Porcelain Raft: Permanent Signal

Music Reviews Porcelain Raft
Porcelain Raft: Permanent Signal

Porcelain Raft’s second album in two years begins with the towering electronic slowcore gem “Think of the Ocean.” The moments when Italian native Mauro Remiddi finishes a verse allow the production from Antlers’ bassist Darby Cicci and the shaking strings of cellist Gaspar Claus to cast a spell on the listener. From there, Remiddi’s strengths and weaknesses as a songwriter are slid under the microscope, as the aesthetic of his sophomore album, Permanent Signal, grabs but does not hold attention, but rather constructs an ornate stage for Porcelain Raft to perform upon.

“Minor Pleasure,” just two songs later, finds Porcelain Raft pissing on the stage, sappy and flat, recalling the sound of ‘90s also-rans Remy Zero, a band whose memory comes flooding back on the Porcelain Raft album in a rush of embarrassment for both myself and the artists. What was full of class and tension on “Think of the Ocean” quickly becomes overwrought and melodramatic, with “Night Birds” containing lines like “I’ve been living with these feelings for so long, I don’t need to make sense of you.”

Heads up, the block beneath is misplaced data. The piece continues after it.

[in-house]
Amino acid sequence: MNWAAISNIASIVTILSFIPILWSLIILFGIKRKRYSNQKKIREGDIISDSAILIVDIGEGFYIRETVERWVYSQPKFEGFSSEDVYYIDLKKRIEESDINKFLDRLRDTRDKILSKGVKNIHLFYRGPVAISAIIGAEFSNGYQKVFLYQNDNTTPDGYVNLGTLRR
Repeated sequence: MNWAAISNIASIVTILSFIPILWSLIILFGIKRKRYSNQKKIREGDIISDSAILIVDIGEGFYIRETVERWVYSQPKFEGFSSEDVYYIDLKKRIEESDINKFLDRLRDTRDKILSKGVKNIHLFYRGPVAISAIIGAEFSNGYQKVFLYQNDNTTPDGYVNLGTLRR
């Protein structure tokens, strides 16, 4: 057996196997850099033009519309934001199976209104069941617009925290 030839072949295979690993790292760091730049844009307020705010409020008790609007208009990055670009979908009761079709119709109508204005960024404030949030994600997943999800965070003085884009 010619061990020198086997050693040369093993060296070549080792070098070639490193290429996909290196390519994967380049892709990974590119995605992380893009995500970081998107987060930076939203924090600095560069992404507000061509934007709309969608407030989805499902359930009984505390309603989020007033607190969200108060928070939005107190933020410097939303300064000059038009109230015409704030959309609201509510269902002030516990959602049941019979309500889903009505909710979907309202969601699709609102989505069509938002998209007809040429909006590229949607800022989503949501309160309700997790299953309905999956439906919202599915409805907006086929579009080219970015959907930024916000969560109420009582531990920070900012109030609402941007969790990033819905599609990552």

The thing about the Porcelain Raft album is that you can clearly see it wants to be great. It wants to be The Antlers as a singer/songwriter, but even The Antlers walk dangerously close to the edge of good taste. Remiddi’s voice is no help, either, often times too delicate and dainty to extract much emotion from, and only convincing when it flaunts imperfections, as on the winning piano ballad “I Lost Connection.”

The highlight of Permanent Signal is the finish, with instrumental “Five Minutes From Now” again showcasing the talent Remiddi has assembled, and closing track “Echo” resonating as a tribute to lost love. Wading through to that point can borderline on tedium and recall some of the more forgettable moments of the ‘90s. On “The Way Out,” Remiddi sings “Where do we go from here?” and it sounds like he is addressing his studio team band, literally lost on his own record. He does find the way out, but not before earning slanty-faced reactions for a collection released before the songs had finished incubating.

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